Rebecca practiced medicine in Boston upon her graduation, but longed for more challenges. In 1865 the Civil War ended, bringing new opportunities for her to pursue “the proper field for real missionary work” (2). She moved to Richland, Virginia where she cared for newly freed African Americans at the Freedmen’s Bureau. It was evident that Rebeccas’s heart was dedicated to caring for the underprivileged and underserved, and very quickly her colleagues in the Bureau began to notice this. Towards the end of 1866, Rebecca was given “access each day to a very large number of the indigent, and others of different classes, in a population of over 30,000 colored”; people who likely had little access to healthcare during this time (2).

Once her time in Virginia was up, Rebecca returned to Boston and “entered into the work [of medicine] with renewed rigor” (2). She stated that with her renewed passion she began this work, primarily on hospitalized children, not out of a desire for wealth, but for the goodness of the community. In 1883 she published her book, A Book of Medical Discourses: In Two Parts, which contained personal journal entries during her time of practicing medicine. In her book Rebecca focuses on the health of mothers and infants, covering topics such as “the better mode of washing the new-born”, “nursing from the breast made easy”, “artificial nursing”, and many more topics focused towards helping new mothers and children (2).

It was Rebecca Lee Crumpler’s passion to provide medical care to women and lesser-privileged people that enabled her to jump the hurdle and become the first Black female doctor, proving that Black women are not only capable of practicing medicine, but are able to thrive and improve the welfare of their communities. However, Dr. Crumpler’s fight continues to this day. In 2020, thousands of women have overcome the hurdle to lead today’s medical professionals. However, despite it being 150 years after Rebecca began her journey, as of 2020 only three percent of physicians are Black women, less than one-third of the number needed to be representative of the US population today (4).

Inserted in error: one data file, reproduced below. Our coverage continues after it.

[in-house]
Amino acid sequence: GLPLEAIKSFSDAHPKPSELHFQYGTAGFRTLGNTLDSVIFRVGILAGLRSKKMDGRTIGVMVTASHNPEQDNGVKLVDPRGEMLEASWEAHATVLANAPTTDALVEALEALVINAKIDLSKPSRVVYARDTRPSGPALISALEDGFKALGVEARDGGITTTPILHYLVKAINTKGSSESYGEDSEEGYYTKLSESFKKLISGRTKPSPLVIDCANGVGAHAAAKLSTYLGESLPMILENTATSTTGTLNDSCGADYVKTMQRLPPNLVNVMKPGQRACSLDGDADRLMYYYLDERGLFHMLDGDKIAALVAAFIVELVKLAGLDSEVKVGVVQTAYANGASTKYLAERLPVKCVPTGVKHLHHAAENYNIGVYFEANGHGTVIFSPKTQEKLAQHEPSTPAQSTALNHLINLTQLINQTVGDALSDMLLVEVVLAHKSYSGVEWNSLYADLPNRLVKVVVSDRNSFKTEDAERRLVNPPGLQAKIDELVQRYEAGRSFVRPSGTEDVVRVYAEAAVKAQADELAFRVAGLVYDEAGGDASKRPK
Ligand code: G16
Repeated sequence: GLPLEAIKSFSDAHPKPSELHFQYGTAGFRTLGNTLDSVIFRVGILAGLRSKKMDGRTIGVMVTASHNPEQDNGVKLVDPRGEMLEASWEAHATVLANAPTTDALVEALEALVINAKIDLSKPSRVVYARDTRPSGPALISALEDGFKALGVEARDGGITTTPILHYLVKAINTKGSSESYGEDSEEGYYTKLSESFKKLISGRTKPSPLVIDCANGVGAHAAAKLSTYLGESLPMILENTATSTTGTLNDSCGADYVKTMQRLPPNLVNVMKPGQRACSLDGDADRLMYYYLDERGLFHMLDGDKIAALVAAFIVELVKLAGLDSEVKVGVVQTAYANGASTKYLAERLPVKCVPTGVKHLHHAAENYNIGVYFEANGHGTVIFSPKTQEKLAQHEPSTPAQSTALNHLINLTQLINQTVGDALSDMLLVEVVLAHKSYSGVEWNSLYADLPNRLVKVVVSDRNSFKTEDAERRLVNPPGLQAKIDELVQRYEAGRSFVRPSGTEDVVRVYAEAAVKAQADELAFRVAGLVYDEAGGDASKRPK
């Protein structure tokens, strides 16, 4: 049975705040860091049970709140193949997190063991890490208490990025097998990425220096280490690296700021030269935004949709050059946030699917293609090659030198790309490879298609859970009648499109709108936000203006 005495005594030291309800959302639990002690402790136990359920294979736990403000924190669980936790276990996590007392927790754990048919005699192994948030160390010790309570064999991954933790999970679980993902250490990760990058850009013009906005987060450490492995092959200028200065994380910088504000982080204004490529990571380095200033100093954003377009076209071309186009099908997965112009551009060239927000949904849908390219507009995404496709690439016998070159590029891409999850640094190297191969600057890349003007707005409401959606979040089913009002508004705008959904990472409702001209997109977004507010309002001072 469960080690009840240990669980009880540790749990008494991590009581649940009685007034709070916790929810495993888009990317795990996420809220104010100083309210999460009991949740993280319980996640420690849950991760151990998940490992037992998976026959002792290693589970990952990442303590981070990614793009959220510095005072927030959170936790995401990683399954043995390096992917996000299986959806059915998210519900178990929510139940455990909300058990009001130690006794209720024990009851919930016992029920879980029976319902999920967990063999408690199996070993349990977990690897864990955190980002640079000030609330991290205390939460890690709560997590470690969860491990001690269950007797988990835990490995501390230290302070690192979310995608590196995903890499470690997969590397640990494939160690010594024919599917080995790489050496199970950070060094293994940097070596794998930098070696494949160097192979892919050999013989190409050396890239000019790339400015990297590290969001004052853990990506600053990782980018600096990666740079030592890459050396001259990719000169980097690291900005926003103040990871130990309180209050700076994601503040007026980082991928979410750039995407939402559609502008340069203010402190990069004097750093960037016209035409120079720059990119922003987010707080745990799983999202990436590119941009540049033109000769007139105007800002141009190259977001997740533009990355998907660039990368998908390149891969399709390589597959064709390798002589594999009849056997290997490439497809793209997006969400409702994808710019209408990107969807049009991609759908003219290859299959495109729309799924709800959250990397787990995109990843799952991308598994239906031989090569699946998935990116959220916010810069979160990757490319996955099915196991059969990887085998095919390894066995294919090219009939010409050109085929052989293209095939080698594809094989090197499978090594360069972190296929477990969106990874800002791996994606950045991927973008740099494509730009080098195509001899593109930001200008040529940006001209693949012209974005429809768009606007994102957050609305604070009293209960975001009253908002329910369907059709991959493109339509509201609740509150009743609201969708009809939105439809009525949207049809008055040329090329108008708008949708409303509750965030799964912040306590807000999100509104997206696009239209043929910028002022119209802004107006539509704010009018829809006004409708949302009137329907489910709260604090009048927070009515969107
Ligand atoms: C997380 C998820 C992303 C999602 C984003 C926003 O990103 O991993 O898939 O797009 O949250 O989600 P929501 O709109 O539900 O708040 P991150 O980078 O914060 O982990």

This country has made great strides, but it is clear that we still have a long way to go. Rebecca never lost sight of who she was fighting to care for, despite the harsh environment that she encountered and the many setbacks that she faced by simply being born a Black woman. Today, we can look back at and reflect on Rebecca’s accomplishments, and use her story to inspire us to continue this fight for the future of equality and fair representation in healthcare. 


  1. Aspan, M. (2020, August 9). Why do black women account for less than 3% of U.S. doctors? Fortune. Retrieved 2021, from
  2. Diaz, contributed by: S. (2007, March 12). Rebecca Davis Lee Crumpler (1831-1895) . BlackPast. Retrieved 2021, from
  3. Keiser Family Foundation. (2022, February 7). Professionally active physicians by gender. KFF. Retrieved 2021, from
  4. National Institutes of Health. (2015, June 3). Changing the face of Medicine | Rebecca Lee Crumpler. U.S. National Library of Medicine. Retrieved 2021, from
  5. Smith, K. J. (2019, June 10). Celebrating the first of the 2% – dr. Rebecca Lee Crumpler. FemInEM. Retrieved May 6, 2022, from